In Defense Of - Man of Steel
Updated: Mar 13
When we look in the mirror…sometimes we don’t like what we see.
I’ll get to what I mean in a minute, but first, let’s pick up where our review or Superman Returns left off. “Punch something. Or at least punch something that’s not an island.” This seemed to be the chorus sung by everyone critical of Bryan Singer’s film. And so, after yet another pause in the franchise, only 7 years this time, we were given Zack Snyder’s Man of Steel. Those critical of the movie were given EXACTLY what they wanted. And, as is often the case with fanboys these days…the bitching continued. Since this is an “In Defense of…” review, we’ll take a look at what everyone complained about and why they’re wrong. As one would expect, we’ll also cover why I feel the film deserves far more credit than it actually gets. Risking excommunication from the internet [Which, to be honest, we’re kinda surprised didn’t happen after we defended Fox’s most recent Fantastic 4 reboot. – Ed.], I’ll confess I’m a huge fan of the movie. While I hope to sway your opinion, let’s be honest, with as polarizing as everything seems to be these days, I’d be perfectly happy if I simply got you to watch the film again…then mutter about how you still hate it and that you just wasted two and a half hours just because you listened to some dipshit on the internet.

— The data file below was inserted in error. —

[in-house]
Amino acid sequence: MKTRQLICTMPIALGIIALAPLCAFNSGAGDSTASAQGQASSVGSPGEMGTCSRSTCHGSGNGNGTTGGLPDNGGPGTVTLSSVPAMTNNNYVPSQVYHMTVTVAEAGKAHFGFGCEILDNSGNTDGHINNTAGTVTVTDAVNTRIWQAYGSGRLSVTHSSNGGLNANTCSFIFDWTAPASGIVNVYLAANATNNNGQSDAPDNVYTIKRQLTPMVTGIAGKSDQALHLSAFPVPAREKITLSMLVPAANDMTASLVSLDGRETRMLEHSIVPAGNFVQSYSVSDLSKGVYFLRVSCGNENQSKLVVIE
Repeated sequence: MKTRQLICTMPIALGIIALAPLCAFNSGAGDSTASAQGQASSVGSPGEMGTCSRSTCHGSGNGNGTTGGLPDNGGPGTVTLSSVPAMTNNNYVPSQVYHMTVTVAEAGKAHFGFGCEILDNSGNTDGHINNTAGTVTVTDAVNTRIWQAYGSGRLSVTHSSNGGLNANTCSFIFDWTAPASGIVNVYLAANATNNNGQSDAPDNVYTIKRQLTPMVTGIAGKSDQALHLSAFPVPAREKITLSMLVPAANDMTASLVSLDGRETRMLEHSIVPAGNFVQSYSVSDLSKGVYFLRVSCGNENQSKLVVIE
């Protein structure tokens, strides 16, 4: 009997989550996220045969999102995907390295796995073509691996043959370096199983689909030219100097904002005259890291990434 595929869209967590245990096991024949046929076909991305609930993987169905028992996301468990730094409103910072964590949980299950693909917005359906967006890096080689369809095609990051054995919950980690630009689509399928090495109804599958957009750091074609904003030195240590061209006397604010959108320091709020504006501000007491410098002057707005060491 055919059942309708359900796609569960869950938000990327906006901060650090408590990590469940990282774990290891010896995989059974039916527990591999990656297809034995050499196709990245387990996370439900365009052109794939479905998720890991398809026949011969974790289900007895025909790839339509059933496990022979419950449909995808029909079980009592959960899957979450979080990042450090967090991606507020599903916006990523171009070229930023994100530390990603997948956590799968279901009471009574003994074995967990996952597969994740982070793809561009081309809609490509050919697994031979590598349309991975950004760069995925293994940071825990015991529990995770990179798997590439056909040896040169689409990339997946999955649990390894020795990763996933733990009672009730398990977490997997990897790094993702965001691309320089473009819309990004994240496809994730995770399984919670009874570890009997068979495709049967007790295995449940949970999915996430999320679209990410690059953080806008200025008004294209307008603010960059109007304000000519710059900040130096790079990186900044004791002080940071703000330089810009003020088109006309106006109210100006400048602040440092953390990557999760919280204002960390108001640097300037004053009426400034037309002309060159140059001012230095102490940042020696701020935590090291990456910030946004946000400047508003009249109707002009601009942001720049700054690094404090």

Let’s look at some strengths of the film before we get into addressing the top complaints that I’ve either heard or seen on the web. The very way Christopher Nolan, David Goyer and Zack Snyder chose to approach the material was a fantastic way to start, treating it as a science fiction/First Contact story. Superman tends to work best when he falls into the realm of science fiction. Don’t think so? Well, comic book history would disagree with you. Many of the preconceived notions about Superman sprang forth from the Mort Weisinger’s tenure as editor of the Superman books at DC…and the vast majority of them were rooted in the science fiction of the time. It should be obvious to state that using the sci-fi tropes of the 50’s would be suicide for the character in a modern setting, but adapting the sci-fi tropes of today for the character, honestly, is something I continue to ponder why no one else has attempted to do this prior to Man of Steel. [Although you could argue that Bruce Timm and company did just that in their Superman: The Animated Series. So perhaps the best way to phrase this would be to say you wonder why no one in film has taken this approach. – Ed.] Making this more specific, in embracing the First Contact trope, Goyer brings to the fore a pretty damn big detail that nearly every single telling of his origin has completely overlooked: Superman is an alien. I mean, comic book fans get that…they know it reflexively…but Goyer actually explores what that would really MEAN. The scientific, religious and philosophical implications of this are absolutely amazing. Not only is he an alien…but he looks just like us. Science would obviously reel from the revelation, religion would take it and run with it as a sign of an actual God and/or intelligent design…and those are only the start as it all dovetails and spirals out from there. Now, granted, you simply cannot cover that in the span of two to two and a half hours. The one thing the movie does cover, and I am so glad it does given how pertinent it is in current times, is xenophobia. [And, hey, we’re back to the beginning of the article…woo…hoo. – Ed.] Perry White says it best, “Can you imagine how people would react if they knew someone like this was out there?” Unfortunately, yeah, I can. Hell, look at how we react toward other humans. I mean, we get all riled up when other humans just look different, but an actual alien? Maybe this sheds a bit of light on Jonathan Kent’s seemingly overprotective behavior. [If it doesn’t, don’t worry, he’s going to go on and on about it in a bit. Try to restrain your excitement. – Ed.] Let’s take this a step further, since we’ve been living in what really can be considered a culture of fear and a constant striving for ‘security’…whatever in the hell that means…for nearly 15 years now. Come on, you know you could imagine some idiot demanding DNA checks or some other measure to counter this hidden alien threat. People complained there was no joy in the movie…that the tone was too serious…but in an effort to portray the DC Universe in a more cinematic or grounded way, there have to be some tethers to our reality, and I’m sorry folks, the xenophobia that’s portrayed here…that’s the way it is. You don’t like the movie? You don’t like the depiction of this? Well, then stop cursing at the mirror and start working to change the image. [How’s that soapbox feeling? Pretty good? We had it lined with some Dr. Scholl’s insoles for you there…we want you to be confortable. – Ed.]